Browse Prior Art Database

Precise Mask Wafer Alignment Using X Ray

IP.com Disclosure Number: IPCOM000088156D
Original Publication Date: 1977-Apr-01
Included in the Prior Art Database: 2005-Mar-04
Document File: 3 page(s) / 56K

Publishing Venue

IBM

Related People

Feder, R: AUTHOR [+5]

Abstract

Application of X-ray lithography to silicon devices which require more than one mask level for their fabrication has suffered from the inability to align in a fashion precise enough to take advantage of attainable linewidths. Currently, linewidths of 1 Micron or less are controllably attained by X-ray lithography. Such linewidths are below the limits of optical lithography. Further, X-ray lithography is extendable to linewidths just fractions of this value.

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Precise Mask Wafer Alignment Using X Ray

Application of X-ray lithography to silicon devices which require more than one mask level for their fabrication has suffered from the inability to align in a fashion precise enough to take advantage of attainable linewidths. Currently, linewidths of 1 Micron or less are controllably attained by X-ray lithography. Such linewidths are below the limits of optical lithography. Further, X-ray lithography is extendable to linewidths just fractions of this value.

In order to utilize 1 Micron linewidths properly, alignment capability must be at worst 1/8 Micron. A technique for attaining such precision is shown in U. S. Patent 3,742,229, which advocates use of X-ray absorbers 8 and 10 on both mask 12 and wafer 9 with a separate Y-ray detector (Fig. 1).

An X-ray absorber 10 on a wafer 9 must be fabricated over only a residual thin film of silicon. This requires etching each production wafer 9 from the back through about 15 mils of silicon to provide openings 7. Backing off to a thicker silicon membrane would degrade the throughput capability of the system because of the increased attenuation of the X-ray beam signal 11.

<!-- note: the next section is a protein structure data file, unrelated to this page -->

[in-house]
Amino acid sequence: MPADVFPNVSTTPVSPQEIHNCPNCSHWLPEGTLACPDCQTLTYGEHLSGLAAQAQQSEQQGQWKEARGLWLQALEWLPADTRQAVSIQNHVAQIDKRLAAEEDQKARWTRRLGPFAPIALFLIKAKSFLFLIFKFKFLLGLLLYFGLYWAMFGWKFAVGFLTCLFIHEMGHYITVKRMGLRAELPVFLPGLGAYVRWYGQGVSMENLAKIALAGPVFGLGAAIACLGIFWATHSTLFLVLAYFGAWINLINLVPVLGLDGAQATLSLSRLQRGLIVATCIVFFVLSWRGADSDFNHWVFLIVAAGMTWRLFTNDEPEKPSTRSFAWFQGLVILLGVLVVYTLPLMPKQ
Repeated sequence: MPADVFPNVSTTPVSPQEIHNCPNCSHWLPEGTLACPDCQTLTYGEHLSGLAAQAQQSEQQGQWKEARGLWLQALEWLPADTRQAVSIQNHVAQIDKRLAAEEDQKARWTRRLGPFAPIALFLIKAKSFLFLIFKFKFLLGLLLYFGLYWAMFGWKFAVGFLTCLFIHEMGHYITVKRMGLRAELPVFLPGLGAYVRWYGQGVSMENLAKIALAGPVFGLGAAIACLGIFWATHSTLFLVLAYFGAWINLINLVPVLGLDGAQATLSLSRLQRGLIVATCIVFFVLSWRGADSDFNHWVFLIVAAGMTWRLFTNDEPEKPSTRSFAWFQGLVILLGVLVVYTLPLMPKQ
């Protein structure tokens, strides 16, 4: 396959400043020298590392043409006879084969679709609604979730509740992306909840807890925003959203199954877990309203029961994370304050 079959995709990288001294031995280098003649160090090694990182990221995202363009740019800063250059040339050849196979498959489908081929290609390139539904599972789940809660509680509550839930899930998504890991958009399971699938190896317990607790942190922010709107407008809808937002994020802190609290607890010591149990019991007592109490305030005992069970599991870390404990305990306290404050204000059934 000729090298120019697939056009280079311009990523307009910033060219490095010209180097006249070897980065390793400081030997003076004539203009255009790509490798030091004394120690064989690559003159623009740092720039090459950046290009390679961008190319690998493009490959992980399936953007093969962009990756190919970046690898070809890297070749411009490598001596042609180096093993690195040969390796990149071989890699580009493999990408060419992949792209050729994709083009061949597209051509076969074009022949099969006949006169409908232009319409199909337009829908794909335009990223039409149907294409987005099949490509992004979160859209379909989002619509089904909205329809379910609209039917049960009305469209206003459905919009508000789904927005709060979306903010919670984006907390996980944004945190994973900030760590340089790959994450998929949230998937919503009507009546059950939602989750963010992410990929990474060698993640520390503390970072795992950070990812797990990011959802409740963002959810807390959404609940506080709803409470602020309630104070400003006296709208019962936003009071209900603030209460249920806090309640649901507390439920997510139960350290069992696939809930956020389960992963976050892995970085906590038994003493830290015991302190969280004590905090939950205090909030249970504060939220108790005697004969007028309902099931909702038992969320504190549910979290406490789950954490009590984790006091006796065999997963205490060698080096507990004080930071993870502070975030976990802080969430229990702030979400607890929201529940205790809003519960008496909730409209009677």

Instead, a simple X-ray detector 20 is fabricated directly on a wafer 19 (Fig. 2). The principle of detection is the generation of electron-hole pairs in some insulating films commonly used in silicon technology. A means of applying a DC electric field on the insulating film will prevent the recombination of these and yield a current proportional to X-ray intensity incident on the detectors 20.

In the configuration of Fig. 2, the point of alignment would correspond to a maximum in the observed current.

The detector system of Fig. 3 entails:
(1) An insulating film 30 on substrate 19 that yields a current proportional to X-ray flux when a field is impressed across it. Film 31 is an electrode for connection into the circuit to meter 23. SiO(2), Si(3)N(4) or SiO(2) can be used for film 30. SiO is the optimum insulator 30 for reasons discussed below.
(2) A nonoxidizing refractory electrode 31 is transparent to

X-rays. 7 thin film (< 500 Angstroms) of Pt or a composite thin MoPt will transmit X-rays satisfactorily, yet react during the processing steps of device fabrication. As is the case with the alignment technique outlined in U. S. Patent 3,742,229, this electrode must be fabricated using electron-beam lithography or by X-ray lithography using an electron-beam fabricated master.

The described detector can be incorporated into an FET process since normally such a process entails growth of or deposition of a thick insulator 30. With this insulator in place, refractory metal 31 is deposited by standard means. Then the metal layer is sub-etched using...